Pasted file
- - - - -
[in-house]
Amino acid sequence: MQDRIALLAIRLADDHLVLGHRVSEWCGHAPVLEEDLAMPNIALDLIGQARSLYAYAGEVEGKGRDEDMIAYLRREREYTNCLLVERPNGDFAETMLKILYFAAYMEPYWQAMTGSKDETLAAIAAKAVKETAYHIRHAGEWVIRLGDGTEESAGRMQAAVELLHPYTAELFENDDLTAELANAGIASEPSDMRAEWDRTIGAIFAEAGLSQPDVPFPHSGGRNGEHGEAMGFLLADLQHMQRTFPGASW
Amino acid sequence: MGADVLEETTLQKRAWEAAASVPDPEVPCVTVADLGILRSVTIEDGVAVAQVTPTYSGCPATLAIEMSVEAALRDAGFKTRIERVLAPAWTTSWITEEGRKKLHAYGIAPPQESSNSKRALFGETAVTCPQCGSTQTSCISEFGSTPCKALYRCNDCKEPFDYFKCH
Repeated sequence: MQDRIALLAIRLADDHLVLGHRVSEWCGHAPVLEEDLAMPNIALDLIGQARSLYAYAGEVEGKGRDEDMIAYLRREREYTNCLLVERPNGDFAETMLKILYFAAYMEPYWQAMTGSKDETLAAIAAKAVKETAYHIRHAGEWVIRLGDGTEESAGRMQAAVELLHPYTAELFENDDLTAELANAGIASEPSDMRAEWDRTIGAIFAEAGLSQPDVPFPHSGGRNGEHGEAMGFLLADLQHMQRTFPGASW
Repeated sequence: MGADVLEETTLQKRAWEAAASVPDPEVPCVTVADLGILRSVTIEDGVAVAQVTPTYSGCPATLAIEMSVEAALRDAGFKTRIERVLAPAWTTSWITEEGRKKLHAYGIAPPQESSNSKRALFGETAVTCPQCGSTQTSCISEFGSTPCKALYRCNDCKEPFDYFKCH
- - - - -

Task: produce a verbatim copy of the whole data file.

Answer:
[in-house]
Amino acid sequence: MQDRIALLAIRLADDHLVLGHRVSEWCGHAPVLEEDLAMPNIALDLIGQARSLYAYAGEVEGKGRDEDMIAYLRREREYTNCLLVERPNGDFAETMLKILYFAAYMEPYWQAMTGSKDETLAAIAAKAVKETAYHIRHAGEWVIRLGDGTEESAGRMQAAVELLHPYTAELFENDDLTAELANAGIASEPSDMRAEWDRTIGAIFAEAGLSQPDVPFPHSGGRNGEHGEAMGFLLADLQHMQRTFPGASW
Amino acid sequence: MGADVLEETTLQKRAWEAAASVPDPEVPCVTVADLGILRSVTIEDGVAVAQVTPTYSGCPATLAIEMSVEAALRDAGFKTRIERVLAPAWTTSWITEEGRKKLHAYGIAPPQESSNSKRALFGETAVTCPQCGSTQTSCISEFGSTPCKALYRCNDCKEPFDYFKCH
Repeated sequence: MQDRIALLAIRLADDHLVLGHRVSEWCGHAPVLEEDLAMPNIALDLIGQARSLYAYAGEVEGKGRDEDMIAYLRREREYTNCLLVERPNGDFAETMLKILYFAAYMEPYWQAMTGSKDETLAAIAAKAVKETAYHIRHAGEWVIRLGDGTEESAGRMQAAVELLHPYTAELFENDDLTAELANAGIASEPSDMRAEWDRTIGAIFAEAGLSQPDVPFPHSGGRNGEHGEAMGFLLADLQHMQRTFPGASW
Repeated sequence: MGADVLEETTLQKRAWEAAASVPDPEVPCVTVADLGILRSVTIEDGVAVAQVTPTYSGCPATLAIEMSVEAALRDAGFKTRIERVLAPAWTTSWITEEGRKKLHAYGIAPPQESSNSKRALFGETAVTCPQCGSTQTSCISEFGSTPCKALYRCNDCKEPFDYFKCH